Eeek! It’s never fun to screw up an assignment. But, it is always fun to get paid for good work. That’s why I wrote this article, to help shoppers have more fun by avoiding the common errors. For new shoppers, some of these might be rather surprising.
- Forgetting to check the restroom. Many times the restroom is required to be checked at the end of the shop, but not always. The shopper does everything perfect, from capturing names to getting down all the times for greetings but for some reason, forgets to check the restroom. If the shopper catches it after getting into their car, they can often run back in to check. They might get a few strange looks but it is advised shopper grab their stomach and look like they are having a colon attack. Not checking the restroom at all, can cause a shop to be reassigned or the shop rejected. It is best to go back if you can.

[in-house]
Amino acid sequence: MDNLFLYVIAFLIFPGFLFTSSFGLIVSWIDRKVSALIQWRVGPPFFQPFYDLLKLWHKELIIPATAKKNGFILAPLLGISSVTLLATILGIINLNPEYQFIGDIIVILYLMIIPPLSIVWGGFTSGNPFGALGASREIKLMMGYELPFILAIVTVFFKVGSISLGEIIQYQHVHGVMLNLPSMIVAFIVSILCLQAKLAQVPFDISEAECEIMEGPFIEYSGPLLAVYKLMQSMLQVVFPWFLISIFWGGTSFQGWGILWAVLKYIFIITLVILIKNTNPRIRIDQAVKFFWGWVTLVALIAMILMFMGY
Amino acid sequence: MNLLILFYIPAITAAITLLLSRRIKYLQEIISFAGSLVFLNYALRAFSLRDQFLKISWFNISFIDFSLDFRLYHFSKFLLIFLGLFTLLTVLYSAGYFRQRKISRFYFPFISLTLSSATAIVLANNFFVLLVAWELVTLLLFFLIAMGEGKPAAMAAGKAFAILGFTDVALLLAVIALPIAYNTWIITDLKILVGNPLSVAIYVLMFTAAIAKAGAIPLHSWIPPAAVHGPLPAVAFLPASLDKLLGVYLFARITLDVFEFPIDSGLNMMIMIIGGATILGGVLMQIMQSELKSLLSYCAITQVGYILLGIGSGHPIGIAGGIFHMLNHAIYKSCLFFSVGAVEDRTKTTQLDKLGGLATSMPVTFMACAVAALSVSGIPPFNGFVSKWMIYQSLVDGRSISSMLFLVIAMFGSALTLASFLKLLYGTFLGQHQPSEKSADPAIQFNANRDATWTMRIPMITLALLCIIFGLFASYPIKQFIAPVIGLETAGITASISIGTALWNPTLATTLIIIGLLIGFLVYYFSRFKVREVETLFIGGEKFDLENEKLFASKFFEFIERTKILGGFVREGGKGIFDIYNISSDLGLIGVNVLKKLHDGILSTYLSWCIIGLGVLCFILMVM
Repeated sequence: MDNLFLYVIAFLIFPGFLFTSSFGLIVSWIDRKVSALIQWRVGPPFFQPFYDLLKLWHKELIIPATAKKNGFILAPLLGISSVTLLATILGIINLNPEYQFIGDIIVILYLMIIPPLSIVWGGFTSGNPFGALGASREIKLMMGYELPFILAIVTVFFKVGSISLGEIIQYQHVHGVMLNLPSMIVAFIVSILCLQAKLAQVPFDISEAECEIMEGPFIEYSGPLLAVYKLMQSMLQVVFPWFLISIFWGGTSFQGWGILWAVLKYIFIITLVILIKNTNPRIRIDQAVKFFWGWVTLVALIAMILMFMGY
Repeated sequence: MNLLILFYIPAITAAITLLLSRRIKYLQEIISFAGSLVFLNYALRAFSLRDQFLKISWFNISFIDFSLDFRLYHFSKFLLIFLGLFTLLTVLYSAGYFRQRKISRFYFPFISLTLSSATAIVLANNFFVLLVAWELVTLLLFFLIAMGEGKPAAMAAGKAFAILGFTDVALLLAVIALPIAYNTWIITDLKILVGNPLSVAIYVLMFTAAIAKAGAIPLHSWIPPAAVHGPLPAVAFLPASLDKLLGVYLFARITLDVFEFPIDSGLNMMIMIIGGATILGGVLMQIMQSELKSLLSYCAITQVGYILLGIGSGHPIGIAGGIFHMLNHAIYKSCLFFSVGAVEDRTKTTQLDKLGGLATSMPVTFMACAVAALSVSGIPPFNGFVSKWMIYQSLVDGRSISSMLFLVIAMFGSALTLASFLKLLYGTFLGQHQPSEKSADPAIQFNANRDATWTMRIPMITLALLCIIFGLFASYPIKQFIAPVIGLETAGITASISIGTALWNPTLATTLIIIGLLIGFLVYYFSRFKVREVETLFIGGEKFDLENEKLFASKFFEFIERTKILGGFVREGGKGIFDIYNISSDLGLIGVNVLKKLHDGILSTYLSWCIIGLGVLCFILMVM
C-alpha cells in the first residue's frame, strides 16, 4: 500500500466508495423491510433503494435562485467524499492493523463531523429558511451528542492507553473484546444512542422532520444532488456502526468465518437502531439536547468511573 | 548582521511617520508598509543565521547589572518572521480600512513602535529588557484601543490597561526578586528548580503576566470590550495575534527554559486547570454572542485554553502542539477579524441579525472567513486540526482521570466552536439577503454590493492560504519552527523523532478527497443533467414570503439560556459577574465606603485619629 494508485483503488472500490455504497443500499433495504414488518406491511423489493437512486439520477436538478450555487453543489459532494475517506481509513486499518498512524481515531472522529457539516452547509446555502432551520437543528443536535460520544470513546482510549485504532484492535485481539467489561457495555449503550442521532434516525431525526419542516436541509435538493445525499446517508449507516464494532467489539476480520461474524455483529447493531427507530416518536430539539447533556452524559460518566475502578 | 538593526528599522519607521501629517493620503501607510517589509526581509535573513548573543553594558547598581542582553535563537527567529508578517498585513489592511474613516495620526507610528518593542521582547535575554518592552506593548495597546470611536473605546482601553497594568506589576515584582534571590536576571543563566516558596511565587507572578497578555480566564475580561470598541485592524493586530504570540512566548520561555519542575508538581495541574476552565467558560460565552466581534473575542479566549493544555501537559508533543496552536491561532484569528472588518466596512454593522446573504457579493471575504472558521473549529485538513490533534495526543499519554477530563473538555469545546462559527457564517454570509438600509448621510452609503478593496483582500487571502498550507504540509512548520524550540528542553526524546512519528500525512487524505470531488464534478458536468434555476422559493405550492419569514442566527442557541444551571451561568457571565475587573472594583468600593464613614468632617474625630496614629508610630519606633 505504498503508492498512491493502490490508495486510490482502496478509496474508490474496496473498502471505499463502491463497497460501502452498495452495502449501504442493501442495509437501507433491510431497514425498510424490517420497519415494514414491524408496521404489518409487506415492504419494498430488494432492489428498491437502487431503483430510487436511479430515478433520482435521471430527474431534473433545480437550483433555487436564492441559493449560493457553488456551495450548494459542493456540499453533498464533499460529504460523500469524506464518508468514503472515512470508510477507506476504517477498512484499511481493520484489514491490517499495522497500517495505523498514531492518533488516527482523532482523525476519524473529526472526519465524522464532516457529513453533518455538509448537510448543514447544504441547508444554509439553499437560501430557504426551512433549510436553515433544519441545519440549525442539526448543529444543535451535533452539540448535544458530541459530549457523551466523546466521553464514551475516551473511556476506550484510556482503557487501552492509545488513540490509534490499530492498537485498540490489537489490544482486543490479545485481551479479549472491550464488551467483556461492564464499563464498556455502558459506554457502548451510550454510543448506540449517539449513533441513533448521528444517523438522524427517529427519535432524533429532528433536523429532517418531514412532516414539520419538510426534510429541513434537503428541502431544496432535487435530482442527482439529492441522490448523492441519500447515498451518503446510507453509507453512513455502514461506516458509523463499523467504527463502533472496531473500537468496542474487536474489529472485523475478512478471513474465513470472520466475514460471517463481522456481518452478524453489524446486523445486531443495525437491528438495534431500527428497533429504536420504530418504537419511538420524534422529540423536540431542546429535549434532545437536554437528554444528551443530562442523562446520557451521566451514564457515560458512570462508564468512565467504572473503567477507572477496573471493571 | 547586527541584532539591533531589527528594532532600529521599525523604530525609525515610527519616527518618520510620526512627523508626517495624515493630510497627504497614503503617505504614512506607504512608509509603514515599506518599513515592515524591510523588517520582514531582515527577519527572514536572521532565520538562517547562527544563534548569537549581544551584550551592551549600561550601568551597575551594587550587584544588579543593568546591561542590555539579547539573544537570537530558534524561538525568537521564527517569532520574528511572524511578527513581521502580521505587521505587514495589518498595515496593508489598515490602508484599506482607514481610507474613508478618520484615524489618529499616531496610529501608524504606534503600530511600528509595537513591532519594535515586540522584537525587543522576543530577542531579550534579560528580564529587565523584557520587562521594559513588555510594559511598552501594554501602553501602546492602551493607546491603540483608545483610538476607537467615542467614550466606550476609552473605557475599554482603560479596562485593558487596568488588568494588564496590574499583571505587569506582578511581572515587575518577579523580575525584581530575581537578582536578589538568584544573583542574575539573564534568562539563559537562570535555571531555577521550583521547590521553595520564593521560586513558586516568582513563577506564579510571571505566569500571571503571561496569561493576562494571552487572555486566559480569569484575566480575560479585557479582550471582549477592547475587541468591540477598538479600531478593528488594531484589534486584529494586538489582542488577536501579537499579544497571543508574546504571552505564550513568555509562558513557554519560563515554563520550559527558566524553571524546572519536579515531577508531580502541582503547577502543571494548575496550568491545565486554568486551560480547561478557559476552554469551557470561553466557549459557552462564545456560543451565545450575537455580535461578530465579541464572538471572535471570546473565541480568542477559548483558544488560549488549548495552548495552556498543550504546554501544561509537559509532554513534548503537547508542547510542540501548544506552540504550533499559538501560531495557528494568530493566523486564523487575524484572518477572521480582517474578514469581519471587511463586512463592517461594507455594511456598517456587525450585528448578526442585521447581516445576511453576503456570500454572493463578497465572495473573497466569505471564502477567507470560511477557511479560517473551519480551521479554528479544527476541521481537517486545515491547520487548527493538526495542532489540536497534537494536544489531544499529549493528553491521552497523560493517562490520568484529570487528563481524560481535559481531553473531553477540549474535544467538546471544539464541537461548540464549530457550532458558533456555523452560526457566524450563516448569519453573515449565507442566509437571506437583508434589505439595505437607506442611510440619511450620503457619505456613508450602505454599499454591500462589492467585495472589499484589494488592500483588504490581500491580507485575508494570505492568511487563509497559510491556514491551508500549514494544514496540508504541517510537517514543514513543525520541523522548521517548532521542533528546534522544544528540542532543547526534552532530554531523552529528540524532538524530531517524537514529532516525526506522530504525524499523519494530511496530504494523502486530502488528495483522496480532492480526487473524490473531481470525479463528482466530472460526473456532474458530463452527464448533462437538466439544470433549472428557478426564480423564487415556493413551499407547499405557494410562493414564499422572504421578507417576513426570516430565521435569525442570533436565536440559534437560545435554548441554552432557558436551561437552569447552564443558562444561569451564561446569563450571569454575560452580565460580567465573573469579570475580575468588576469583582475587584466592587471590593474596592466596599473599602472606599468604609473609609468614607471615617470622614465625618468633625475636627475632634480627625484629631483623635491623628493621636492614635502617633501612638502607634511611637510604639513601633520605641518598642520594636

- Not cancelling or rescheduling due to extreme weather. Shoppers are a dedicated bunch. They will do almost anything to avoid cancelling or rescheduling a shop. But the weatherman is predicting a hellacious storm, complete with ice and sleet, along with deep snow and high winds. The shopper should always think of their safety first. If they have a mystery shopping company that does not care much about the shoppers well-being during a dangerous storm, perhaps it might be time to re-evaluate their relationship with that particular company.